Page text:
We setup an ESXi box just over a month ago. There are 4 VMs running out of it. It has been running fine for weeks, but all of a sudden in the past 3 days, it has Pink Screened Twice.

The First time - it was an Out of Memory Error

The Second time - it was an unknown error ( I have attached this screen shot )

Unfortunately, The Raid card we have in our server was not fully supported at the time we installed ESXi, so because of that ESXi is currently running off of a USB key.

Server Specs:

Mobo: Supermicro x7DWU
CPU: 2x Intel Xeon E5405 @ 2.00GHz
Raid: 3Ware 9650SE
HDD: 6TB (Raid 10) - 3TB usable.

The pink screen doesn't bother me all that much - mostly because I'm a Windows guy =P
That is - it would be really nice to get rid of the Pink Screen all together.

But the biggest part that bugs me, why doesn't the pink screen auto reboot.
Is there a way to force the Pink Screen to auto reboot?

Please post any suggestions.


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za_mkhConnect With a Mentor Commented:
It looks like it has an issue with one of your Physical CPUs. Maybe try to disable 1 or check that the processors are still securely plugged in? Same goes for memory.
Another thread I found after googling one line from your PSOD screenshot seems to point to ensuring BIOS is upto date include microcode updates?
Hope this helps
vmwarun - ArunCommented:
PSOD or Purple Screen of Death can occur due to multiple reasons.

If it occurs during installation, then the most probable reason is trying to install ESX/ESXi on unsupported hardware or on hardware not listed in VMware HCL.

Sometimes the installation may be successful, but when the ESX Server loads, it may throw PSOD because of the inability to load unsupported drivers.
I would suggest that you didn't create a diags partition imediatly after you installed the ESX OS.
Therefore when the PSOD occures it doesn't have anywhere to dump the log.
Maybe you could move ESXi to a much larger memory stick, create a digs partition and see if this helps
The diags partition will be about 100MB.
You create it via disk management under configuration.
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svellutoAuthor Commented:
For the three week prior to these two stalls, ESX was working just fine, and then it was like out of the blue, two PSOD's in a couple days.

ESX is currently running on a 1GB USB key, so it should have sufficient space remaining.

svellutoAuthor Commented:
thanks - i'll take a look at the bios update.

As for the CPU and the Memory securely plugged in, this is a server sitting in a rack at the datacenter, so it may take some time to check that, the BIOS i can check next time i reboot it.

Do you have a diagnostics partition?
svellutoAuthor Commented:
A diagnostics partition?
I don't think so, How do we set that up?
vmwarun - ArunCommented:
The default partitioning layout of a normal ESX 3.5 Server would be

/ (root) - 5 GB
/boot - 100 MB
/var/log - 2.5 GB
swap - 544 MB
vmkcore (Diagnostic Partition) - 100 MB
vmfs - Remaining Space.

vmkcore is used to store the diagnostice info when the ESX/ESXi Host PSODs.

via the VI Client go to configuration-> Storage. Add Storage
It will be the 3rd option.
Your PSOD shouldn't auto-reboot as you should be left with a prompt to 'Press Escape to enter local debugger', which I assume is the faux COS console.  It acts like the dump didn't complete for some reason.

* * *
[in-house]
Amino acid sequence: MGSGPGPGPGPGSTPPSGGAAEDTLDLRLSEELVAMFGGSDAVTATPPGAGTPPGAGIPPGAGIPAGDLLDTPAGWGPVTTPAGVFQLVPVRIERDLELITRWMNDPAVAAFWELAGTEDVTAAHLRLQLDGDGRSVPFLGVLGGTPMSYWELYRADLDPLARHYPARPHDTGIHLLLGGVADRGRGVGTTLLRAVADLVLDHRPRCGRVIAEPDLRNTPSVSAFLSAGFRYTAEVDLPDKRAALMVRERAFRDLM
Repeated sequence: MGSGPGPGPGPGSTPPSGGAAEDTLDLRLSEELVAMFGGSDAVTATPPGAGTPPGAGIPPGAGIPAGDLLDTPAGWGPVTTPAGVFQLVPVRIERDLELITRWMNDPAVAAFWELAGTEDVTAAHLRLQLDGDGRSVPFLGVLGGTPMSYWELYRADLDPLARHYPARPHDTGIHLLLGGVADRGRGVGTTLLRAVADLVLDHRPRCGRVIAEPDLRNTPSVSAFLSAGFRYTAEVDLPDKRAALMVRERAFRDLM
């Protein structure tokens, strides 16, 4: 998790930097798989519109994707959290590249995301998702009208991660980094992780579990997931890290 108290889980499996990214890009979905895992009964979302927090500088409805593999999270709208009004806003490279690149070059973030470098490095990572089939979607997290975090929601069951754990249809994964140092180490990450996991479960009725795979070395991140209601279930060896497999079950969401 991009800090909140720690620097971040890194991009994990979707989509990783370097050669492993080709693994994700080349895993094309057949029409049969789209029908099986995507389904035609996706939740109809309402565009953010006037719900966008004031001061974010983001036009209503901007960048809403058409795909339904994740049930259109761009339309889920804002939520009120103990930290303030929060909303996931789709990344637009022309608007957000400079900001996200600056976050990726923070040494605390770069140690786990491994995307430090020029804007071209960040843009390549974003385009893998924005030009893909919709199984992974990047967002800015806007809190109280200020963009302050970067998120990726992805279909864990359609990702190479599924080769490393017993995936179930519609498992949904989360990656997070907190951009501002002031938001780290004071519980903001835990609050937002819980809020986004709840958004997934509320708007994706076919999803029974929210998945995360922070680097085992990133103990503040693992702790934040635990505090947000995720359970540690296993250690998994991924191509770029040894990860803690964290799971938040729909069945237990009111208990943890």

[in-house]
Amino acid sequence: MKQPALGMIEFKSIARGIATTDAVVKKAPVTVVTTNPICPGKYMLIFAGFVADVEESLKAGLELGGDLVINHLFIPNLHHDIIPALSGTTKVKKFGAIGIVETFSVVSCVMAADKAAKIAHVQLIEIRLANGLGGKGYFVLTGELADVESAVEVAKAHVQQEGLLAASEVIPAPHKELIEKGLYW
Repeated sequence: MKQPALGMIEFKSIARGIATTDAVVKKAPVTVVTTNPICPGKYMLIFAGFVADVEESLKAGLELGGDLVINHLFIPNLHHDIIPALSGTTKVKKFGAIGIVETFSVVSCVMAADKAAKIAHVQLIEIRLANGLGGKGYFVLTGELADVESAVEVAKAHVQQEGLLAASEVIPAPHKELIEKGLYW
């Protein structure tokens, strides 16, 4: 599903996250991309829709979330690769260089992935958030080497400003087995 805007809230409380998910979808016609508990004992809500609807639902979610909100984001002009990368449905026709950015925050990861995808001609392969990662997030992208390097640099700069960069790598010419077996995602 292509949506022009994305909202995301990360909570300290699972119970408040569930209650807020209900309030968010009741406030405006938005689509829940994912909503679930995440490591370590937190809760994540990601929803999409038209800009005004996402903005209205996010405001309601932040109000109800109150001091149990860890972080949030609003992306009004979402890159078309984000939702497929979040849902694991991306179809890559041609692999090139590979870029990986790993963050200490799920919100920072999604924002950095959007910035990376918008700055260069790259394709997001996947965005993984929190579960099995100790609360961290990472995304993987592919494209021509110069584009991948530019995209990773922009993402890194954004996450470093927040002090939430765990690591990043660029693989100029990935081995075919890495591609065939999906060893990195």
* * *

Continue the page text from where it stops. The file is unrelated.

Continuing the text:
Not that I'm a guru or anything, but my understanding with ESXi (and I'm emphisizing the 'i' which everyone seems to overlook and makes VMWare support cringe even though their sales reps are pushing it) you do not have the option to alter the partition build.  The installer does this automatically and should create the vmkore partition (per ).  However, you can use the unsupported enabling of a faux COS console an manually create one, as per the link given above and below, it is possible to trash the default install.

Now getting that dump file isn't so easy peasy... dictates how to do this from ESXi (emphsizing the 'i') .  This article specifically denotes that the 'USB key for ESXi Embedded contains a VMKore parition".  It seems you have to get into DEBUG mode which the PSOD 'should' allow you to do.. however, my experience with the 1 I've suffered, I could not get into that mode.

I can see that I have the VMKore paritition within the VI Client by going to Configuration tab, Storage, right-click and choose properties on the ESXi system disk and the Extent Device pain shws VMWare Diagnostic of 109MB.  You can also add it this way or possibly as Markzz indicates above (I don't have any spare disk space on my system to verify I can create a VMFS diagnostic -fc- type parition).

Being a USB version you could mount the USB /dev/disks/vmhba32:0:0:7 volume on another *NIX box and retrieve the file.  I'm not *NIX savy enough to know if you could access this from a Windows box (although the article notes you can use Disk Management/FDisk to see the VMKore parition exists.)

You cannot browse the VMKcore parition in the Datastore Browser, nor access it with the freeware Veam Backup & FastSCP (not on v3, I've not tried the v4 just released).  Nor can I verify any of this is valid for vSphere4i.

Sorry I'm not giving you a direct answer, but its the best I've got.  I'd say that if you do have a VMKore parition and a diag of the USB key integrity pans out (I don't know how to do off the top of my head from a *NIX box... DO NOT try and run a chkdsk from a windows mount), then its likely a RAM, CPU or Mobo.  The dump is supposed to help give you more info, but would suspect that normal hardware diag and/or process of elimination by removing/disabling various components will end up being what you'll have to do.

Hope this helps at least with places to look for info...
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